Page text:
Apr. 27, 2010 -- A former rising star at the CIA accused of drugging, raping and taping Muslim women while stationed in the Middle East appeared before a federal judge in Virginia today after skipping a pre-trial hearing more than a week ago and going on what sources called an apparent drug binge. Andrew Warren was arrested after an intensive search by federal officials concerned he might be a danger to himself.
According to two federal law enforcement sources, drug paraphernalia and a handgun were found in the Virginia motel room where Warren, former CIA chief of station in Algeria, was arrested. Warren sat in a wheelchair during his Monday afternoon court appearance.
A person close to Warren told ABC News that State Department officials began searching for Warren 11 days ago after he missed a routine pre-trial appearance and could not be found. "His phones were shut off, and none of his family or friends had heard from him," the person told ABC News.
Warren, 42, was located after federal law enforcement officers reached out to his friends and family, warning them that they were concerned for Warren's safety and believed he was armed and consuming crack cocaine. He was arrested by local police, U.S. Marshals and the State Department's Diplomatic Security Service at a Norfolk, Virginia Ramada Limited hotel late Monday. He was taken by law enforcement officials to a local hospital.
The former station chief's fall from grace has been dramatic. According to two former CIA officials, Warren was a rising star at the CIA. He was a fluent Arabic speaker who had converted to Islam, making him an ideal officer in the Middle East for the intelligence agency.
Before being posted to Algeria, Warren had served in Egypt, Afghanistan, and a stint in that CIA domestic station in New York. It was in New York, a few years after 9/11, that supervisors spotted him as a potential star, ready to be deployed around the world as a spy. Within a very short time - four years - Warren had been posted as station chief in Algeria.
Warren worked for the agency in the Middle East until October 2008, until he was recalled from the region and then fired after two women came forward and accused him of rape, accusations which were first reported by ABC News' Brian Ross in January 2009. He was charged with one federal count of sexual abuse in June.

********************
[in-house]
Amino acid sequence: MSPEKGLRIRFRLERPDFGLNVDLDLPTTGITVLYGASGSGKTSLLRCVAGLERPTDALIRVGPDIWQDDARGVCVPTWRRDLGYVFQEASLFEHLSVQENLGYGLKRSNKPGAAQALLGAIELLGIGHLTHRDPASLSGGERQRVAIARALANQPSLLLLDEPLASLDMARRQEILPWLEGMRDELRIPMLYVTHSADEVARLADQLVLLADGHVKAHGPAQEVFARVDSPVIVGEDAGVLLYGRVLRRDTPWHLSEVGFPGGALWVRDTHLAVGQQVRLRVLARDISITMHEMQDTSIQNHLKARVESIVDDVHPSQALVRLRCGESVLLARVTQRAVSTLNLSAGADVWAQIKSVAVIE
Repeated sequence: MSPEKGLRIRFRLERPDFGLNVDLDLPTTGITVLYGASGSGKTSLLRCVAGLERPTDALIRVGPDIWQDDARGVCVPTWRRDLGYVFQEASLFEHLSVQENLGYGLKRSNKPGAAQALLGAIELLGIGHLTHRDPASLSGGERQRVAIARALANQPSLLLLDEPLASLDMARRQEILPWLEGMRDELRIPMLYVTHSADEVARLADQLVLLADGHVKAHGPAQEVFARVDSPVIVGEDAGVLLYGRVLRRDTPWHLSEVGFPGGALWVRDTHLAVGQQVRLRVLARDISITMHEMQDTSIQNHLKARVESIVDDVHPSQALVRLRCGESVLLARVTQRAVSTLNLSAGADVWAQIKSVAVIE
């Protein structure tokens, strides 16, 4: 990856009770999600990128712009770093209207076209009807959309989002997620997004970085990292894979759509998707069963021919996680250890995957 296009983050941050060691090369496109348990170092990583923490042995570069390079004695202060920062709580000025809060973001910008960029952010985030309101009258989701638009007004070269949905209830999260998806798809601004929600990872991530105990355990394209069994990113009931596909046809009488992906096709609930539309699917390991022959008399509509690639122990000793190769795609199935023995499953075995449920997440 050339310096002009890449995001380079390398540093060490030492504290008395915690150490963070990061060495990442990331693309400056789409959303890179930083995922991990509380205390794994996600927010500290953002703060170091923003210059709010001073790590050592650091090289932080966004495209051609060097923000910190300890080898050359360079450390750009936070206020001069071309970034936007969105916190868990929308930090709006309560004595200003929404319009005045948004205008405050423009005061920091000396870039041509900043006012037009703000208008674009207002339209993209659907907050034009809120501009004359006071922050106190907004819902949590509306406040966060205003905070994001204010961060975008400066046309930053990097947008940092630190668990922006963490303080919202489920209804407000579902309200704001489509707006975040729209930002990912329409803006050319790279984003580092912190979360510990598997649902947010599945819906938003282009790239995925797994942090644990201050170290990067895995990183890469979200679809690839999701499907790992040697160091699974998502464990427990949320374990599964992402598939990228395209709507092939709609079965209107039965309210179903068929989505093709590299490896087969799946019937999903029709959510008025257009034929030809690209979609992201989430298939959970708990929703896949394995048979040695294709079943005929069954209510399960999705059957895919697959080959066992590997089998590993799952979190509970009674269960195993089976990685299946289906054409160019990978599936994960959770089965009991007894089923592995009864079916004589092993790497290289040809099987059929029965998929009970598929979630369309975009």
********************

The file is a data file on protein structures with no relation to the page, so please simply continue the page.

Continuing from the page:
Bureau of Diplomatic Security
When she woke up the next morning, according to the affidavit, "she was lying on a bed, completely nude, with no memory of how she had been undressed." She said she realized "she recently had engaged in sexual intercourse, though she had no memory of having intercourse."
The second victim's account also states that Warren allegedly drugged her before raping her. "While drinking the second apple martini, [Victim 2] suddenly felt faint and felt the immediate needed to vomit. V2 described the sudden and violent onset of the illness as nothing like the physiological effects of alcohol related sickness that she had experienced when she consumed alcohol on previous occasions. V2 stated she immediately began to pass in and out of consciousness. V2's recollections of the ensuing events are characterized as passing in and out of consciousness, due to the debilitating effects of the illness," the affidavit states.
"[Victim 2's] next recollection was being located in Warren's upstairs bathroom, on the floor. V2 could see and hear, but she could not move. Warren was in the bathroom, and he was attempting to remove V2's pants. Although V2 could not physically resist Warren, she was able to speak, and she asked him to leave the bathroom. Warren continued to undress V2, and told her she would feel better after a bath. V2 stated that she had difficulty comprehending what was happening to her. Eventually Warren was able to remove V2's blue jeans, boots, and her blazer," the statement said.
Allegedly, the woman remembers being in Warren's bed and asking him to stop, but according to the affidavit, "Warren made a statement to the effect of 'nobody stays in my expensive sheets with clothes on.'" She told the Diplomatic Security agents that, "as she slipped in and out of consciousness she had conscious images of Warren penetrating her vagina repeatedly with his penis."
Diplomatic Security Special Agent Scott Baker noted in the affidavit, "The victims' symptoms were consistent with drugs used to facilitate sexual assaults."
Asked for a comment on the case in 2009, CIA spokesman George Little said in a statement, "We will continue to cooperate with law enforcement in this matter, which involves a former agency employee who was fired earlier this year."
Warren pleaded not guilty to the charge of sexual assault in June 2009. He was released on his recognizance after his arraignment and has been living in the Norfolk area ever since. Morton Taubman, an attorney for Warren, said in 2009 his client is, "Not guilty...He is innocent."
According to the Justice Department, if convicted, Warren could face life in prison.
Jason Ryan contributed reporting to this story.